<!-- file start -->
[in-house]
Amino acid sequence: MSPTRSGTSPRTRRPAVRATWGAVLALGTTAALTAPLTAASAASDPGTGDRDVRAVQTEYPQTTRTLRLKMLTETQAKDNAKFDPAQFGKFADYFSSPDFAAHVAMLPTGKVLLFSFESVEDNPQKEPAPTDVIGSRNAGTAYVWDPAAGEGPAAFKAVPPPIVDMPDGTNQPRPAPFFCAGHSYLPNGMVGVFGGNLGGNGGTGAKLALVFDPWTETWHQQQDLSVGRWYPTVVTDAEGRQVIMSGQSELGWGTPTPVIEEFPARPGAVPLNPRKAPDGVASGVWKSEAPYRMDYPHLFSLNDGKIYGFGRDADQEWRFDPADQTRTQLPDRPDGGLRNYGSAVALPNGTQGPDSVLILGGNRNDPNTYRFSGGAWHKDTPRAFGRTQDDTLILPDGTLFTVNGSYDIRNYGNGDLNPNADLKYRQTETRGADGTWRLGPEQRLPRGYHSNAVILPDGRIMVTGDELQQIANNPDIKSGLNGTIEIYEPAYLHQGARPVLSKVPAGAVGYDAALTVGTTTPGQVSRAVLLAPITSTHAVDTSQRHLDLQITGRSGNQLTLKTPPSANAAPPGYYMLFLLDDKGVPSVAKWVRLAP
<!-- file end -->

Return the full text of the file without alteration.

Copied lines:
[in-house]
Amino acid sequence: MSPTRSGTSPRTRRPAVRATWGAVLALGTTAALTAPLTAASAASDPGTGDRDVRAVQTEYPQTTRTLRLKMLTETQAKDNAKFDPAQFGKFADYFSSPDFAAHVAMLPTGKVLLFSFESVEDNPQKEPAPTDVIGSRNAGTAYVWDPAAGEGPAAFKAVPPPIVDMPDGTNQPRPAPFFCAGHSYLPNGMVGVFGGNLGGNGGTGAKLALVFDPWTETWHQQQDLSVGRWYPTVVTDAEGRQVIMSGQSELGWGTPTPVIEEFPARPGAVPLNPRKAPDGVASGVWKSEAPYRMDYPHLFSLNDGKIYGFGRDADQEWRFDPADQTRTQLPDRPDGGLRNYGSAVALPNGTQGPDSVLILGGNRNDPNTYRFSGGAWHKDTPRAFGRTQDDTLILPDGTLFTVNGSYDIRNYGNGDLNPNADLKYRQTETRGADGTWRLGPEQRLPRGYHSNAVILPDGRIMVTGDELQQIANNPDIKSGLNGTIEIYEPAYLHQGARPVLSKVPAGAVGYDAALTVGTTTPGQVSRAVLLAPITSTHAVDTSQRHLDLQITGRSGNQLTLKTPPSANAAPPGYYMLFLLDDKGVPSVAKWVRLAP